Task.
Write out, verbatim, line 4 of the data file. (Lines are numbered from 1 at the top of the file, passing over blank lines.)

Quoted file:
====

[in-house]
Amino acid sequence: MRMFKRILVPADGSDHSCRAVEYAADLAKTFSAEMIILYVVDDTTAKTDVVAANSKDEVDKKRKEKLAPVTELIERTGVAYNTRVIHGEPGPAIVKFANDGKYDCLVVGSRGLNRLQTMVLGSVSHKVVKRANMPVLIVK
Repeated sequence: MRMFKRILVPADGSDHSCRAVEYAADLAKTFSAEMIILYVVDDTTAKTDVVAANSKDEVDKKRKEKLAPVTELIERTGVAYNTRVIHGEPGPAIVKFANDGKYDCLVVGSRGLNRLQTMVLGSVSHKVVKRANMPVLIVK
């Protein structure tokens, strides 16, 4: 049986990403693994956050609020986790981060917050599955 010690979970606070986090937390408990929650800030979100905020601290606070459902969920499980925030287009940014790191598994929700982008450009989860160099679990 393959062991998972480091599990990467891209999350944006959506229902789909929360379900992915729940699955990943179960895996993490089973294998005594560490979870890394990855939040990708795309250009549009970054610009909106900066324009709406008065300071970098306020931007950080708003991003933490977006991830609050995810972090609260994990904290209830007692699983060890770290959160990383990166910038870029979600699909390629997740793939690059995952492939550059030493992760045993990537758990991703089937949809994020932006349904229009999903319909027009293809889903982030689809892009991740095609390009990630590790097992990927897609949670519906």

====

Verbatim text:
């Protein structure tokens, strides 16, 4: 049986990403693994956050609020986790981060917050599955 010690979970606070986090937390408990929650800030979100905020601290606070459902969920499980925030287009940014790191598994929700982008450009989860160099679990 393959062991998972480091599990990467891209999350944006959506229902789909929360379900992915729940699955990943179960895996993490089973294998005594560490979870890394990855939040990708795309250009549009970054610009909106900066324009709406008065300071970098306020931007950080708003991003933490977006991830609050995810972090609260994990904290209830007692699983060890770290959160990383990166910038870029979600699909390629997740793939690059995952492939550059030493992760045993990537758990991703089937949809994020932006349904229009999903319909027009293809889903982030689809892009991740095609390009990630590790097992990927897609949670519906």